President Obama’s chief of staff has a reputation as a feisty, vicious partisan, but he’s trying to tone it down as he takes a central role in the White House, writes Mark Leibovich in the New York Times. Never far from his boss, Emanuel is more “chief” than “staff,” unlike his predecessors. Weighing in on countless decisions, the ex-congressman is "arguably the second most powerful man in the country."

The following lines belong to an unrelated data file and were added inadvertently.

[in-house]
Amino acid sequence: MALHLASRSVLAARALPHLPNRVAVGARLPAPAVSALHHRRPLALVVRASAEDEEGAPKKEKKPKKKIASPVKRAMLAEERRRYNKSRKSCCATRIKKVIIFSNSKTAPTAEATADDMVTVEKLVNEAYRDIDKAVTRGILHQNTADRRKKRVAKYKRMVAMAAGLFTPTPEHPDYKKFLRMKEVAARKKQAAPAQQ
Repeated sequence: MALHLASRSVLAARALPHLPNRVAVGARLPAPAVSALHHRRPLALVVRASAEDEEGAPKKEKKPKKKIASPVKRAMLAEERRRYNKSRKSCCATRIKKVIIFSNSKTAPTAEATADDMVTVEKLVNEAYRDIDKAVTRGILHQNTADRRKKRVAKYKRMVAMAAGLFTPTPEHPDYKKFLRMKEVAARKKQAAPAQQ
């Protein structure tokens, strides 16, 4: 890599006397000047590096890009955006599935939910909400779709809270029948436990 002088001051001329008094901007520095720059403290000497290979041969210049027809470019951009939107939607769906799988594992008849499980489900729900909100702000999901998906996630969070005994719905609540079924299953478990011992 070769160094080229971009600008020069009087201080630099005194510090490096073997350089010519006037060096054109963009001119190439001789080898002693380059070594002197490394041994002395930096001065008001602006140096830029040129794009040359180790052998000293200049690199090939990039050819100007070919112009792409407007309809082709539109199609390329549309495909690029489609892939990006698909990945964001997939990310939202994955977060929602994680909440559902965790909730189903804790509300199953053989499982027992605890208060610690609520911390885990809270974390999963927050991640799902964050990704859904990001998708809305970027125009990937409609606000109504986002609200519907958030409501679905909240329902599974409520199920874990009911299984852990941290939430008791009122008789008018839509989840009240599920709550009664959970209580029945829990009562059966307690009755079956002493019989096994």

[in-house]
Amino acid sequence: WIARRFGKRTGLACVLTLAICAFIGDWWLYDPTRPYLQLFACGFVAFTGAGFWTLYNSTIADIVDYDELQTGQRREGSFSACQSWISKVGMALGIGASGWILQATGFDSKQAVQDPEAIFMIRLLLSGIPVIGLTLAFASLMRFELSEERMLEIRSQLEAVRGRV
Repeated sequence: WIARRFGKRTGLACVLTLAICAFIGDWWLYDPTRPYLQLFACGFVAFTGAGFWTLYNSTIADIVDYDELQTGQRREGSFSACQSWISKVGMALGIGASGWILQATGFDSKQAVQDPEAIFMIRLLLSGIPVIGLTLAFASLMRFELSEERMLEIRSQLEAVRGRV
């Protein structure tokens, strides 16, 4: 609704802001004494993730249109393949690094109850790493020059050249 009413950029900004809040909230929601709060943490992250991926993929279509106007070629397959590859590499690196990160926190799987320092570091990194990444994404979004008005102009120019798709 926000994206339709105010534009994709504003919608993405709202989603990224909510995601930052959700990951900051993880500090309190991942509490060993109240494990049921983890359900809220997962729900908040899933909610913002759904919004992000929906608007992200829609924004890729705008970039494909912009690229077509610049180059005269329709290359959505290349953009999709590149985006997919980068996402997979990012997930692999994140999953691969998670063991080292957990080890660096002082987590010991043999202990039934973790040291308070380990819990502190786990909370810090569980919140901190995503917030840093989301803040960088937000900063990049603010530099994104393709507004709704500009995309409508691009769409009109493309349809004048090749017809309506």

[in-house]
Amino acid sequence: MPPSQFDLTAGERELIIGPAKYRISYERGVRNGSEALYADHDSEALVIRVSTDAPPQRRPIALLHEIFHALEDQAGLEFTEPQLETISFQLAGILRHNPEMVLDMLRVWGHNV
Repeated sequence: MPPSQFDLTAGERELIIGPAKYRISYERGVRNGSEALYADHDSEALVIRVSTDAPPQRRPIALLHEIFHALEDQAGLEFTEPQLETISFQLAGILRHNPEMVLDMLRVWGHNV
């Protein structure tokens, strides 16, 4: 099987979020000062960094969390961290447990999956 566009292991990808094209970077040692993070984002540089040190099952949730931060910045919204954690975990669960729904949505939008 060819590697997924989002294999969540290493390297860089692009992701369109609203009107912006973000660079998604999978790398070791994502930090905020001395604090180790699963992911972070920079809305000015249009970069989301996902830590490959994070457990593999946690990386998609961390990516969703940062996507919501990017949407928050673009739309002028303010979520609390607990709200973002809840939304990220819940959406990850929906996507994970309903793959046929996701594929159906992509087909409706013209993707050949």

A few days into his new job, “I think he’s beginning to morph himself into the Obama image," says the new transportation secretary. “I’m not yelling at people; I’m not jumping on tables,” notes Emanuel. He once said Republicans “deserve a two-by-four upside their heads,” but lately, he’s been a key bipartisan “ambassador,” Leibovich writes. Lawmakers of both parties have his cell phone number, and he always has the president’s ear.